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Seagate FreeAgent Pro 750GB

ajmatson    -   August 19, 2007
Category: Storage / Hard Drives
Price: $249.99
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Introduction

We have all been there; spent hours downloading all that music, transfering all those cute photos, or typing up many important documents. However, many people never think "what if something happens to my computer or hard drive?" Well, what then? You think all your data is safe, but is it? Say your hard drive fails, you get a very bad virus, or your operating system crashes and is un-recoverable. Now you lost all that important data, or did you? Not if you have a backup drive to have another copy of them, like the Seagate FreeAgent Pro External Hard Drive.

Seagate, based out of Scotts Valley, California, was founded in 1979 for producing disk drives and built the industry's first 5.25 inch hard drive in 1980. Since then, Seagate has passed many milestones while becoming one of the largest storage manufacturers in the world. Since acquiring Maxtor in May 2006, they have increased the ability to produce and remain a strong competitor. Many OEM items, including the original XBOX, were sold with Seagate drives installed in them.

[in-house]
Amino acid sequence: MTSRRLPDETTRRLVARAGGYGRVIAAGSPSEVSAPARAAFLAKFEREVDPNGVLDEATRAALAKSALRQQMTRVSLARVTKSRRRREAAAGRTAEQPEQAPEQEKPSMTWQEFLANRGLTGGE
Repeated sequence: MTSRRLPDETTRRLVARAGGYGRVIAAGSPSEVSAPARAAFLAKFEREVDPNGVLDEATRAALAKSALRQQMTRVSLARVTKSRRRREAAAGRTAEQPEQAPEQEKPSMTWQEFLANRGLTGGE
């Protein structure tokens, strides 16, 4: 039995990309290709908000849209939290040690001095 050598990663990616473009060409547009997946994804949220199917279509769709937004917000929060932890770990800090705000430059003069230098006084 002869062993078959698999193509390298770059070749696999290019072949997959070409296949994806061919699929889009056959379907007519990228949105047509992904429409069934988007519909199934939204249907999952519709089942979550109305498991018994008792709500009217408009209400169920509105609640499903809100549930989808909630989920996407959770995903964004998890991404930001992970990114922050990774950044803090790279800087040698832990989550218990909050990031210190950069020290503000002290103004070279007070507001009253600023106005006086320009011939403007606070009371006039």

Closer Look:

The drive comes packaged in a sturdy box with a handle on it, which comes in handy if you need to transport the drive and want to protect it. It was packaged securely so that the items would not rattle around.

 

 

 

One you get inside, you can get a better look at what is included. In the box is the hard drive unit, manual, power adapter, USB 2.0 cable, FireWire cable, USB/eSata cartridge, and Dual FireWire module The modules are interchangeable depending on which connection is desired to hook up the drive, which will be explained more in the review. The drive sent to us for this review was the 750GB version with USB2.0/eSata/FireWire connections. Also available are a 750GB with only USB2.0/eSata, a 500GB with USB2.0/eSata, and a 320GB with USB2.0/eSata.

 

 

Here we get a closer look at the modules. The module on the left houses the eSata port and the USB 2.0 port. Notice it is the Mini USB type. The module on the right is the Dual FireWire module. The module design is to allow for future expansion when new modules for any type of connection may come available. This gives it the flexibility to stay on the cutting edge of technology.

 

Now that we have everything out of the bag, let's move in and get a better look at the modules and the hard drive unit itself.  




  1. Introduction & Closer Look
  2. Closer Look & Installation
  3. Installation (Continued)
  4. Configuration
  5. Configuration (Continued)
  6. Configuration and Specifications
  7. Testing
  8. Conclusion
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